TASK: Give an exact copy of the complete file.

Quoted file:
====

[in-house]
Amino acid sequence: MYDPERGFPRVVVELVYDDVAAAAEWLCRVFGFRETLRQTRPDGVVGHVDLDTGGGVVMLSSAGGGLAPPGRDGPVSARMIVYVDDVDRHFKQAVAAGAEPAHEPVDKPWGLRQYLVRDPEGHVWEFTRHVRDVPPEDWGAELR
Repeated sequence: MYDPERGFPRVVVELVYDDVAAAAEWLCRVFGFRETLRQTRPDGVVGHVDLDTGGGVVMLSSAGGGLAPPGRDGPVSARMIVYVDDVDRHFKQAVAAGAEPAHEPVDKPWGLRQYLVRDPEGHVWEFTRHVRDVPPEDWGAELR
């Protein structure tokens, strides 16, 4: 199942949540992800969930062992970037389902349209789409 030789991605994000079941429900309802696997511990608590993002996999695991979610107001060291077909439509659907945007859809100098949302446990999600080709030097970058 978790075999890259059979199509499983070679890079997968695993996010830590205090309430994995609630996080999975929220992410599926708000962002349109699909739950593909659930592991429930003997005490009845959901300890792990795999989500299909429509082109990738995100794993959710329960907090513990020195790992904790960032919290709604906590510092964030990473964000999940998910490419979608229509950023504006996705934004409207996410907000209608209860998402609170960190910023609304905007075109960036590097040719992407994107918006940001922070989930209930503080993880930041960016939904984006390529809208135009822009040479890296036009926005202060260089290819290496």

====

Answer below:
[in-house]
Amino acid sequence: MYDPERGFPRVVVELVYDDVAAAAEWLCRVFGFRETLRQTRPDGVVGHVDLDTGGGVVMLSSAGGGLAPPGRDGPVSARMIVYVDDVDRHFKQAVAAGAEPAHEPVDKPWGLRQYLVRDPEGHVWEFTRHVRDVPPEDWGAELR
Repeated sequence: MYDPERGFPRVVVELVYDDVAAAAEWLCRVFGFRETLRQTRPDGVVGHVDLDTGGGVVMLSSAGGGLAPPGRDGPVSARMIVYVDDVDRHFKQAVAAGAEPAHEPVDKPWGLRQYLVRDPEGHVWEFTRHVRDVPPEDWGAELR
């Protein structure tokens, strides 16, 4: 199942949540992800969930062992970037389902349209789409 030789991605994000079941429900309802696997511990608590993002996999695991979610107001060291077909439509659907945007859809100098949302446990999600080709030097970058 978790075999890259059979199509499983070679890079997968695993996010830590205090309430994995609630996080999975929220992410599926708000962002349109699909739950593909659930592991429930003997005490009845959901300890792990795999989500299909429509082109990738995100794993959710329960907090513990020195790992904790960032919290709604906590510092964030990473964000999940998910490419979608229509950023504006996705934004409207996410907000209608209860998402609170960190910023609304905007075109960036590097040719992407994107918006940001922070989930209930503080993880930041960016939904984006390529809208135009822009040479890296036009926005202060260089290819290496």